Residential Fireplaces and Burning
Wood burning is regulated when pollution levels rise because the process of burning wood can produce fine particulate matter that can be harmful to your
lungs. It can also produce carbon monoxide and other toxins that can harm your health.
The Maricopa County Air Quality Department regulates the use of wood burning in residential fireplaces, woodstoves and outdoor burning devices during periods
of high particulate matter (dust) pollution. County Ordinance P-26 provides the framework for regulation of wood burning when air quality monitoring or forecasting indicates that air quality standards are likely to be exceeded.
The County’s Air Pollution is monitored by air quality monitors managed by the Air Quality Department Air Monitoring
Division and Arizona Department of Environmental Quality. When weather conditions
occur that trap smoke emissions close to the ground surface (usually during cooler periods during the winter), state forecasters issue a high pollution advisory or HPA.
Once that happens, the Air Quality Department Director may issue a No Burn Day restriction prohibiting all fireplace, woodstove and outdoor burning devices. This restriction
also applies to the use of manufactured logs.
Fines range from $50 up to $250 depending on the number of wood burning violations an individual receives per year.
No Burn Day (wood burning) restrictions are typically issued during a high pollution advisory [HPA]. Restrictions last for a 24-hour
period starting at midnight the day the HPA is issued.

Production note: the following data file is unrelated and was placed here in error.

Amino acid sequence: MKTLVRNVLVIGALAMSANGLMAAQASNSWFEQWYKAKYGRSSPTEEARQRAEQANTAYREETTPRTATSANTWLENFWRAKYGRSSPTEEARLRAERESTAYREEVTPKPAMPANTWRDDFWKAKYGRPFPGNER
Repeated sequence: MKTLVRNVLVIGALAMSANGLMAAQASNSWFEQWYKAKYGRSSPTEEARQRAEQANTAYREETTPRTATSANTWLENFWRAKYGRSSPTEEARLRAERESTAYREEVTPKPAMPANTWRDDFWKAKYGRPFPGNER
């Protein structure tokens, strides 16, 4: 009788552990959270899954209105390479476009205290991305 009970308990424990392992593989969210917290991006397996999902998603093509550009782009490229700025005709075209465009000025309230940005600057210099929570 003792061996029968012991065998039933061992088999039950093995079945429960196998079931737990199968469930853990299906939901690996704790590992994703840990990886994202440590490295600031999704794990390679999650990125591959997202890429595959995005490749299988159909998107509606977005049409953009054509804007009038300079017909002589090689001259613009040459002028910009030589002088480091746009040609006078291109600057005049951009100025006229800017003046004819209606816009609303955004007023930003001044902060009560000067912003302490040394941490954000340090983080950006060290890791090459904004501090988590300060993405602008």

for recorded advisory information every day
Sign up to receive an Email, Text or Tweet on a No Burn Day:
Email alerts or text messages visit www.CleanAirMakeMore.com and click “Make the Commitment”.
If you need an exemption for your fireplace or woodstove, call:
- Residential Sole Source of Heat Exemption: If the woodburning device is the sole source of heat or fuel for cooking in the residence it is exempt from this ordinance. No other oil, natural gas, electricity, or propane furnace or heating systems can be installed in the residence. The resident must have applied for an exemption to this ordinance prior to December 31, 1995. Residential Sole Source of Heat exemptions will not be issued after this date.
- Temporary Sole Source of Heat Exemption: These exemptions may be issued if the applicant has an economic or health issue. An applicant would need to qualify for financial assistance under the Food Stamps, Medicaid, or low income energy assistance programs, or have a direct health danger to qualify for this exemption. A Temporary Sole Source of Heat Exemption shall not be issued for more than 150 days.
- Emergency Exemptions: These exemptions may be issued if the County Control Officer determines that an emergency situation exists. Some examples of emergency situations include inoperable residential heating systems (for reasons other than the actions of the resident) or cases where a resident's heating system has been involuntarily disconnected by a utility company. These exemptions may not be issued for periods greater than one year.
- Inadequate Alternate Source of Heat Exemption: This exemption may be granted if the residence has a heating system installed (other than a woodburning device), but that system is not the sole source of heat in the residence and is unable to heat the residence to a minimum of 70 degrees Fahrenheit. The residence must comply with all applicable building code requirements. This exemption may not be issued after December 31, 1995. However, exemptions that were issued before this date may be renewed on a annual basis.
To report violations:
Use the On-Line Complaint form
or call (602) 372-2703
8:00am - 5:00pm Monday through Friday
(Voice mail is available after business hours)